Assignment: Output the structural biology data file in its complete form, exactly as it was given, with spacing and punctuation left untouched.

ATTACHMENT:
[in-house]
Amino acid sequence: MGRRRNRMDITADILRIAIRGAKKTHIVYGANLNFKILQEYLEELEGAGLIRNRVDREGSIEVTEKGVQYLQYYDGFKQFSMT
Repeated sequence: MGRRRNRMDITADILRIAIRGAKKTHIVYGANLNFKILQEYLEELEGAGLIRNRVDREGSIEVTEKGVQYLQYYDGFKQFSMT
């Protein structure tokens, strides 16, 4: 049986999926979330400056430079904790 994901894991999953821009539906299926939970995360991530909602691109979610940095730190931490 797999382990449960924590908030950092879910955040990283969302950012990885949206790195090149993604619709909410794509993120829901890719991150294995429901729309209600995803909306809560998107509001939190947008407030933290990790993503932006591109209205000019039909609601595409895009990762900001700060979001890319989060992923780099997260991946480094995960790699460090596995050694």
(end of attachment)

[in-house]
Amino acid sequence: MGRRRNRMDITADILRIAIRGAKKTHIVYGANLNFKILQEYLEELEGAGLIRNRVDREGSIEVTEKGVQYLQYYDGFKQFSMT
Repeated sequence: MGRRRNRMDITADILRIAIRGAKKTHIVYGANLNFKILQEYLEELEGAGLIRNRVDREGSIEVTEKGVQYLQYYDGFKQFSMT
């Protein structure tokens, strides 16, 4: 049986999926979330400056430079904790 994901894991999953821009539906299926939970995360991530909602691109979610940095730190931490 797999382990449960924590908030950092879910955040990283969302950012990885949206790195090149993604619709909410794509993120829901890719991150294995429901729309209600995803909306809560998107509001939190947008407030933290990790993503932006591109209205000019039909609601595409895009990762900001700060979001890319989060992923780099997260991946480094995960790699460090596995050694």